The clergy who attended the Silver Spring press conference declined to answer questions about the ongoing controversy over Gallaudet President T. Alan Hurwitz’s decision to place McCaskill, who is the D.C. university’s chief diversity officer, on administrative leave. Coates maintained that the law protects religious freedom.

“The Civil Marriage Protection Act allows us to make sure the government protects all families and all residents of our state equally under the law and at the same time provides sufficient language that allows religious institutions to define the religious rite of marriage in accordance with their beliefs and practices,” said Coates. “There is nothing in the Civil Marriage Protection Act that forces any individual religious clergyperson or religious congregation to perform a same-sex marriage if it’s against their beliefs and practices and yet the legislation ensures that the state protects all residents of our state equally under the law.”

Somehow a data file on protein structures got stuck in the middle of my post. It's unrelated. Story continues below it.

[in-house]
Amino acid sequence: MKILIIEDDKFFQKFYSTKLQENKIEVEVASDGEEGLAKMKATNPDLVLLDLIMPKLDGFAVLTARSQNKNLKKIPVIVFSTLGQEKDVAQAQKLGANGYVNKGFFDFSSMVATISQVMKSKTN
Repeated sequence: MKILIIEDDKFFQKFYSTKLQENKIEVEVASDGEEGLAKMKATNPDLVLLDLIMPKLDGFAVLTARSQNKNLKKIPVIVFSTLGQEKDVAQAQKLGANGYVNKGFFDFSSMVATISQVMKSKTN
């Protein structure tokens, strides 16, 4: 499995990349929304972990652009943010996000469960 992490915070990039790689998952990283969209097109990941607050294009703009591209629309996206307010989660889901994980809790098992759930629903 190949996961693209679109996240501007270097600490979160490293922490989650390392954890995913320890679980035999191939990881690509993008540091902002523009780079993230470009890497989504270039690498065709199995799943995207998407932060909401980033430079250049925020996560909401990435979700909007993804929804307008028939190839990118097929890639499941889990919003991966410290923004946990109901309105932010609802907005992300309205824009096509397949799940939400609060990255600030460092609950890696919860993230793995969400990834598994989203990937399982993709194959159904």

Sister Jeannine Gramick, co-founder of New Ways Ministry in Mount Rainier, acknowledged Baltimore Archbishop Bill Lori and other area Catholic bishops oppose marriage rights for same-sex couples. She said she is voting for Question 6 because “it nourishes my own moral development.”

“As we grow in the moral right, we sometimes have to make conscience decisions that are at odds with the leaders of our religious denomination,” said Gramick. “I do respect the position of the Catholic bishops on this question, but I disagree with them and I disagree with them because my conscience tells me so. My conscience tells me that social justice teaching in my church… supports equality and dignity for every individual. And so I can apply that social justice teaching of my church to the question of civil marriage for lesbian and gay people. This is not a question of church doctrine. It’s a question of public policy. And in this area of public policy I respectfully disagree with the bishops of my church.”